I asked Deepak to tell me more about the role computer scientists play in advancing information theory. He obliged; here are a few things he shared. [I'm going somewhat technical for the rest of this paragraph] For starters, computer scientists understand algorithms and complexity. They know that how a problem is modeled will lead to various algorithms with different complexities. Which one(s) best fit the constraints and goals of the subject matter? A computer scientist can help determine what kind of processor to use, what algorithms to use, all the ins and outs of dynamic problems and dynamic programming. Computer scientists have an expertise in the classification of problems; they can identify a set of problems as of a certain type (e.g. NP-hard) and the relationship between how a problem is modeled and the resultant effect on the model. There is more, but you get the idea.

Next year Deepak will be teaching a course in the Science of Information. This class will bring the work and ideas behind the Center for Science of Information directly to his undergraduate population. The course, and related activities such as internships and mentoring, will provide opportunities for his students to interact with other institutions and personnel on the Center team. Deepak is very excited about running this course; in fact he told me that the most inspiring aspect of his role in Center activities is the opportunity to bring new superstar research to his computing students and to make it outward looking.

It is going to be very interesting to watch how all of this work develops over the next few years. 


  1. I was very caught up in this article. The value of sharing information is that it causes us to stop, think, and reflect. The example of the flock of birds was particularly interesting and caught my eye--partly because I had just discussed this example in an AI class I am teaching using Russell's and Norvig's textbook. They include the theory of emergent behavior and use the example of the flock to illustrate it; really, they only mention it is passing but it was there so I talked about it. Perhaps the interdisciplinary aspect of AI is what has always attracted me to the subject. Most of my professional career has been outside of academics. Throughout that, I always thought that I had found success in integrating technology and business goals. On reflection, the biggest successes were probably equal shares of technology, science, and business. Another recent blog I read drew reactions of elitism to the term "data scientist" which is akin to the “science of information.” My reaction to those shouting elitism was, “No.” There is science that can be applied to data and modeling is a powerful tool. Too few people understand the science and how to apply it. I am glad there are programs like The Center for Science of Information and this blog to share and celebrate the efforts of those who are pursuing a transformative idea; one that may hold the answers to many of the grand challenges facing us.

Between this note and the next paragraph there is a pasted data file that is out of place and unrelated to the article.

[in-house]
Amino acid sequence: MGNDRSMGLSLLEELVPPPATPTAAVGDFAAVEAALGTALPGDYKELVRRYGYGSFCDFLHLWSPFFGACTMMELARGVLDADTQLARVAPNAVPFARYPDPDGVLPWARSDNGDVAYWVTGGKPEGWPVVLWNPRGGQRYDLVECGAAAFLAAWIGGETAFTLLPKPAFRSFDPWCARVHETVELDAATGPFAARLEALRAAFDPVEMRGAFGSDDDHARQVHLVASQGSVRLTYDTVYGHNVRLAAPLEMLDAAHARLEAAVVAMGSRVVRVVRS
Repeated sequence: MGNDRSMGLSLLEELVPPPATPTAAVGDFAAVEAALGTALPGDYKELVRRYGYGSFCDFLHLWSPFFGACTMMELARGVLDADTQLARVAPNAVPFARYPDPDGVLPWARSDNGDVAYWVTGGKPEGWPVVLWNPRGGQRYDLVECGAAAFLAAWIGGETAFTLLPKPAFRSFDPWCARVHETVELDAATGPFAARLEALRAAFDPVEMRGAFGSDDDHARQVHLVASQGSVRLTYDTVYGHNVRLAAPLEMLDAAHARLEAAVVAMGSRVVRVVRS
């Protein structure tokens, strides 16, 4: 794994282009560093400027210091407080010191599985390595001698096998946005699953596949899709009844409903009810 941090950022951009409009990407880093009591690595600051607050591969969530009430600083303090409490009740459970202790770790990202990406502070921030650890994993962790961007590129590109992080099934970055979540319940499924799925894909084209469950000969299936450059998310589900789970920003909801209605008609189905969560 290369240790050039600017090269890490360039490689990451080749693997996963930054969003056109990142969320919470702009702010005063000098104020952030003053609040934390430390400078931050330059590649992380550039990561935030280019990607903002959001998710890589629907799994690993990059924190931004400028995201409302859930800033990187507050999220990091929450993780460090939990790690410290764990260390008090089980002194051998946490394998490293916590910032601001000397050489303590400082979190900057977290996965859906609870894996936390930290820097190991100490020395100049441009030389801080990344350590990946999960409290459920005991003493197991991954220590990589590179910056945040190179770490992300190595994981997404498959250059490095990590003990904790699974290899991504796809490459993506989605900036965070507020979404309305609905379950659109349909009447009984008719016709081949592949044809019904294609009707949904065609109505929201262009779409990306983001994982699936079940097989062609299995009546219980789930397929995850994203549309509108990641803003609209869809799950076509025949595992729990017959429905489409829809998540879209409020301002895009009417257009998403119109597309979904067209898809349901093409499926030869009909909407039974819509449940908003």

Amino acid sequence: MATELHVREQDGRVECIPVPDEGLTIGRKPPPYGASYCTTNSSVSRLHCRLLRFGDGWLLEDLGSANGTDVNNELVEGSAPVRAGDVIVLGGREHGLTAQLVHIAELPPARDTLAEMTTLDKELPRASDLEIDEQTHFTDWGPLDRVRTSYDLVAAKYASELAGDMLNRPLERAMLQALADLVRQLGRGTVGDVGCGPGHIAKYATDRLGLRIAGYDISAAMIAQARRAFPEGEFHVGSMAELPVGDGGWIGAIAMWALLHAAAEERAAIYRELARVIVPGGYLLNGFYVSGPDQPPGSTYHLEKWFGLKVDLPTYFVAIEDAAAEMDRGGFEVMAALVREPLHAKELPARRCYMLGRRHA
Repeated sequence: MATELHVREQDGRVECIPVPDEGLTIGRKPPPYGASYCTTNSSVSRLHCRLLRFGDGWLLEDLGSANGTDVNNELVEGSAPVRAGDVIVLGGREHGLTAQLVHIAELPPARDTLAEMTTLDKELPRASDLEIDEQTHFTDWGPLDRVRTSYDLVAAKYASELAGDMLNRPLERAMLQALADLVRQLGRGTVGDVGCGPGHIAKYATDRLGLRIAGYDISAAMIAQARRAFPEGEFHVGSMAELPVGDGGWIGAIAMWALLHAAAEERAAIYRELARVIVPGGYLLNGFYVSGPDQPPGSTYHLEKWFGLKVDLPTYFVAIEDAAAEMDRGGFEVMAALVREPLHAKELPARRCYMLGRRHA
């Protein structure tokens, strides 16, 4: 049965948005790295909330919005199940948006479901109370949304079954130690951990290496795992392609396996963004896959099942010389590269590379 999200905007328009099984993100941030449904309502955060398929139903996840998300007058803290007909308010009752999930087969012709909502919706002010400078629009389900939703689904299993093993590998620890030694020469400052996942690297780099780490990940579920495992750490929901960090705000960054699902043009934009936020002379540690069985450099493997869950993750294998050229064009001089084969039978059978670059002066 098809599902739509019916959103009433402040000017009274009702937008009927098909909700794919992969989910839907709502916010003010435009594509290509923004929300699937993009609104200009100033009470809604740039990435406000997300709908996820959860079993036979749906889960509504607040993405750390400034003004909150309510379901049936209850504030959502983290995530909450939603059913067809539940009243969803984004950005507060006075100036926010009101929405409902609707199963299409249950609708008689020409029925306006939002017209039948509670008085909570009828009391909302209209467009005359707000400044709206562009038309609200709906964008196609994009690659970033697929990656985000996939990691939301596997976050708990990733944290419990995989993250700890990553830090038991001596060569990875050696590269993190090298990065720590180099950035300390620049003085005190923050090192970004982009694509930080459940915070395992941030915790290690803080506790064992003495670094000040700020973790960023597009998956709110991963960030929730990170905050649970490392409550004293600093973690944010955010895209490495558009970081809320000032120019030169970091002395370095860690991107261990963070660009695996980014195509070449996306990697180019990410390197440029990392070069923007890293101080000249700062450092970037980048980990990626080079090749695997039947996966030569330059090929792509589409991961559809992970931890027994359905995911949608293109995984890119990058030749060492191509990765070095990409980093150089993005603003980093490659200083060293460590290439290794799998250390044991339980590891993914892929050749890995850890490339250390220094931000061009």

2. Tom,

    Thanks for writing this.

    I have been thinking about your comment concerning a negative reaction elsewhere to the term "data scientist". I have been trying to envision the perspective from which this phrase could be labeled "elitist" and having a hard time seeing it. Even without knowing the context, it sounds like insecurity speaking.

    From that thought I jumped to a memory of hearing someone once say that those who do interdisciplinary work do so because they can't cut it in a single discipline. As you so succinctly put it, my reaction is "No".